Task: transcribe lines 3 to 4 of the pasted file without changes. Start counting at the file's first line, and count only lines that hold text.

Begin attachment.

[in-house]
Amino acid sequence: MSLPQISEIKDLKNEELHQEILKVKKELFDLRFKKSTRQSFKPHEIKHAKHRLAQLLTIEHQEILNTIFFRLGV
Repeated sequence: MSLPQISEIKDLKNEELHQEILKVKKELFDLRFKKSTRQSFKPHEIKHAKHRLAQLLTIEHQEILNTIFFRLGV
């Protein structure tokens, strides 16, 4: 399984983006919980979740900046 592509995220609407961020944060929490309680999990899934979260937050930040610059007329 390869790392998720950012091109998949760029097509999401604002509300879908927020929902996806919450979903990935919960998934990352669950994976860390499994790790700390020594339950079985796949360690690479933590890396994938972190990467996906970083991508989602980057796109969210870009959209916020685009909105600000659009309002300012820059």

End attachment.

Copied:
Repeated sequence: MSLPQISEIKDLKNEELHQEILKVKKELFDLRFKKSTRQSFKPHEIKHAKHRLAQLLTIEHQEILNTIFFRLGV
């Protein structure tokens, strides 16, 4: 399984983006919980979740900046 592509995220609407961020944060929490309680999990899934979260937050930040610059007329 390869790392998720950012091109998949760029097509999401604002509300879908927020929902996806919450979903990935919960998934990352669950994976860390499994790790700390020594339950079985796949360690690479933590890396994938972190990467996906970083991508989602980057796109969210870009959209916020685009909105600000659009309002300012820059």